Wednesday, November 27, 2013

20 Reasons I'm Thankful to Live in a Retirement Community

By Ann Burnside Love

• Someone else cleans my apartment regularly, changes my bed linen, and recycles my newspapers. (If this sounds wonderful, it is.) After certain breaks in health, I really can't do many of these things. And I'm most grateful for their services because they allow me time to continue my professional career at the level I do.

• At Thanksgiving, Christmas, Easter and more holidays, our kitchen staff throws banquets for us so delicious that family members love to come. Thus I still have a turn in the family cycle for holiday entertaining.

• Vanessa, the cat, is happy here, has engraved all her habits, wishes and desires upon my brain, and she hasn't yet climbed from my balcony to the roof, as others’ cats have.

• When my garbage disposal broke down, all I had to do was phone maintenance and it was fixed by the next day.

• Someone else clears my car of snow and ice before I go out.

Thursday, November 21, 2013

Seasonal residents: Now they’re here, now they’re away

By Ann Burnside Love

The new lady in the apartment next door moved in, then disappeared. Six months later she returned. Seems she owns a summer home in Maine where the community requires residents to be there for six months a year. Her brood is large, and each family loves to come there for a couple of weeks every summer. But there would be gaps if no one were in residence continuously.

Actually, she’s due back from her second and what she said would be her last summer away for six months, because she’s too tired to keep it up. So when she sold her house in our area, she established her new home in our senior residential community so it would be ready and waiting for her at all times. This is her permanent home.

Thursday, November 14, 2013

The Dumbest Thing I Actually Worried About Before Moving

By Ann Burnside Love

It had to do with something I’d never lacked before and truly valued above much else. Actually, I felt guilty that I was even thinking about this possibility, but so it was.

Separately, I was happy and excited about the apartment I’d chosen. I was practical enough not to really worry about the actual moving process, once my daughter and I planned it down to the tiniest detail. A lot of the important-to-me worry stuff was being taken care of — having to do with possessions I was passing along to the next generations.

My oversize recliners, comfortable and beloved by all, went to No. 2 Son and his family, my piano to No. 3 Son whose young family loved music. The round dining room table and chairs, with carpet, went to No. 1 Son’s family. And the capacious mahogany buffet from my late husband’s family went to my daughter, along with a selection of the china, silver and linens that lived within. Then the whole family, including grown grandchildren, got to choose a share of the lovely things left throughout the house — bargaining with each other so politely I was stunned. My concern about fairness was resolved.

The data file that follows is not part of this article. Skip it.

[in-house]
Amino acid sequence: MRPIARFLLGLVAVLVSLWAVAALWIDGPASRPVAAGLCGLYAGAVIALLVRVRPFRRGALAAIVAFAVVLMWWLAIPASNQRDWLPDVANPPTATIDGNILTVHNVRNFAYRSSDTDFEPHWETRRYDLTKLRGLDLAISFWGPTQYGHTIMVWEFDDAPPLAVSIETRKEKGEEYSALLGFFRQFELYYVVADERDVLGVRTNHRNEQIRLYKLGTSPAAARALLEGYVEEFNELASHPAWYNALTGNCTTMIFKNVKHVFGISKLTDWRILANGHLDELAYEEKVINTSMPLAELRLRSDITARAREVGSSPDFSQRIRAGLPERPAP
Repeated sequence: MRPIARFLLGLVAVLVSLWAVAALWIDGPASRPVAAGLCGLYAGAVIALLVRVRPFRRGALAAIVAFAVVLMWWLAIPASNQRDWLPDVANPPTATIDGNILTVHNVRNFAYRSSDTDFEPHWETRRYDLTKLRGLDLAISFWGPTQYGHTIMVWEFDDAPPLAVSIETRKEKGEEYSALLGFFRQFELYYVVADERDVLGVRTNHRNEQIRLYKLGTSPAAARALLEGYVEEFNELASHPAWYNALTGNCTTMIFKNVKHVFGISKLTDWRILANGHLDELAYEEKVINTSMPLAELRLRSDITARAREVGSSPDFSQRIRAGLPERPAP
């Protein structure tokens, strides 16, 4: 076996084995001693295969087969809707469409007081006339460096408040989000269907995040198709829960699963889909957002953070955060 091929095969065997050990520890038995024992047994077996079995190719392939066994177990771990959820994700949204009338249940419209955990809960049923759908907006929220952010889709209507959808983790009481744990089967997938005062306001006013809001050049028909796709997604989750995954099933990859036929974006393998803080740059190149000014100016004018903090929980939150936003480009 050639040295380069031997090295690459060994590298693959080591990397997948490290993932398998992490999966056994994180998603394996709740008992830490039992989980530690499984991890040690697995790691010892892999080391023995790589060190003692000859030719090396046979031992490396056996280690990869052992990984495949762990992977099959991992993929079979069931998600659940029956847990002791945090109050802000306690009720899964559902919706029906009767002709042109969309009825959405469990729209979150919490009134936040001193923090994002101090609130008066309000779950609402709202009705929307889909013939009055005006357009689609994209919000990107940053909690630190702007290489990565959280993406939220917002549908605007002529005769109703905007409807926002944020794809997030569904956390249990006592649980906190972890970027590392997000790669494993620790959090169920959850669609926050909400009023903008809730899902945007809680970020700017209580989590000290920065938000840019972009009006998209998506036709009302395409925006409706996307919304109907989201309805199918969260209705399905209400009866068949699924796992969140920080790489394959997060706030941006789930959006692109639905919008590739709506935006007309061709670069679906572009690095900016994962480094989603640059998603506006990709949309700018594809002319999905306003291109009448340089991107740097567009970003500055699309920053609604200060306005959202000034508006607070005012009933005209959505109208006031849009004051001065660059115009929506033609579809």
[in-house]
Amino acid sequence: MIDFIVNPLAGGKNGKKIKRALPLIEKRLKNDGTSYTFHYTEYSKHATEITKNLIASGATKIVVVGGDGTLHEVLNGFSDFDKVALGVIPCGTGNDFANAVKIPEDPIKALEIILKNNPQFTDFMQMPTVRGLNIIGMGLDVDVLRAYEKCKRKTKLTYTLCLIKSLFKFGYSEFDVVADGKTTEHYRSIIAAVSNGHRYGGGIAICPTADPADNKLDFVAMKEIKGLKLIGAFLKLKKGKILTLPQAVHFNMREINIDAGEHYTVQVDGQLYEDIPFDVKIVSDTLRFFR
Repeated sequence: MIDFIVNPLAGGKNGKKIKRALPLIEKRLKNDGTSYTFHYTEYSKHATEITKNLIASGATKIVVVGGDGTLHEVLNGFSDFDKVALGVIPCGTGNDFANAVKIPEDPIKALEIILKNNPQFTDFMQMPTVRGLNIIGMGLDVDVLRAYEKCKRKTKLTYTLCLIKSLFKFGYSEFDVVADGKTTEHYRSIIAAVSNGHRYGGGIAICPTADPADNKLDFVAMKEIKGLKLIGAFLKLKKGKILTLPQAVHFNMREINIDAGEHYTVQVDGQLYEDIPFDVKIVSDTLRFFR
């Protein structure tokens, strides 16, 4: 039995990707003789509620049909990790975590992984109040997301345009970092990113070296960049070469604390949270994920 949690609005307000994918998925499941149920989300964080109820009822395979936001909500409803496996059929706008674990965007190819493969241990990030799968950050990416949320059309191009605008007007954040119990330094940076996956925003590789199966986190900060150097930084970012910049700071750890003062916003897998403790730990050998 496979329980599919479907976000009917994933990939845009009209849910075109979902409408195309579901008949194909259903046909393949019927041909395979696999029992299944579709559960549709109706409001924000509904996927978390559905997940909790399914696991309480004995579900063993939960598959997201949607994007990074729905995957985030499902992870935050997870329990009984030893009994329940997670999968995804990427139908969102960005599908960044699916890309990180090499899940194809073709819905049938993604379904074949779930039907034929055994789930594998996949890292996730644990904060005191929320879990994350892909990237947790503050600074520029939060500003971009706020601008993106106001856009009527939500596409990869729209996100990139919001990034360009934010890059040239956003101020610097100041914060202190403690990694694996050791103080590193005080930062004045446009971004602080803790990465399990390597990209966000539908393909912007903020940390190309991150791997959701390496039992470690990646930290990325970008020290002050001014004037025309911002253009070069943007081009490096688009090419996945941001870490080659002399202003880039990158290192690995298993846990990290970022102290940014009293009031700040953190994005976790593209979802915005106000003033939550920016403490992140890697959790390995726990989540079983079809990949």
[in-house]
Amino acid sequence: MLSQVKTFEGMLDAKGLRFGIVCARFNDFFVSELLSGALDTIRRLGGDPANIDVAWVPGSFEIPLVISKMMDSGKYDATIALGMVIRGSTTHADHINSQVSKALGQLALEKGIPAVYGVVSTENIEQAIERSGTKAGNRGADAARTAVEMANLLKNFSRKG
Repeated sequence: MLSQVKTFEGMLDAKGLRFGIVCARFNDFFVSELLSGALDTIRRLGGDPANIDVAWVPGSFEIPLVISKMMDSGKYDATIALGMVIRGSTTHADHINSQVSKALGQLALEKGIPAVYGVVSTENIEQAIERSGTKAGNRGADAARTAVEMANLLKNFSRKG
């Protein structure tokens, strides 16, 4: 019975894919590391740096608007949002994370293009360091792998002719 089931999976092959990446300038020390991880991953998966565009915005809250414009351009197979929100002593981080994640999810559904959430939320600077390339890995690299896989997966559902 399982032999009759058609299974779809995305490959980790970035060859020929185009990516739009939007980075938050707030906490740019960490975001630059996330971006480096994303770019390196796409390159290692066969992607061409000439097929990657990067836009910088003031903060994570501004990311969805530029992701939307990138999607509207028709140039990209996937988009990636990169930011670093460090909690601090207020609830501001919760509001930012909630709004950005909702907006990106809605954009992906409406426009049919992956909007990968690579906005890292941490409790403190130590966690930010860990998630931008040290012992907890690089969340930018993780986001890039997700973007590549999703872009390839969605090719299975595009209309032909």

But when all that was settled, I was still left with inside-the-churning-brain worry, the dark kind: I was entering a group of a couple hundred people. Would I be comfortable with the established residents and they with me? I knew a few, but just acquaintances. Would there be people with whom to converse, think aloud, learn from … and laugh?

Thursday, November 7, 2013

What Residence is Right for You?

By Ann Burnside Love
When I finally decided to move from my spacious “first” retirement home in a 55 and up development, I knew that I would again have to condense my belongings, and I had to decide which residence—apartment or cottage—would work best to create a comfortable home, as well as showcase my most valued possessions and allow me to continue my active writing life. Thus, a must, in my case, was a place I could set up my writing and business office. So I chose an apartment layout with one bedroom, two baths (one for me, one for Vanessa, the cat), and a den that let me create a horseshoe in which to build a surround of equipment.
It all fit: filing cabinets, computer, printer, a variety of well-lighted work surfaces, outlets and whatever. There was room for the five-drawer legal file that preserves my writing career. Plus the tall metal cabinet that stores supplies galore. I also needed shelves—lots of shelves. Throughout my life I’ve always been able to fill all available shelves, plus more.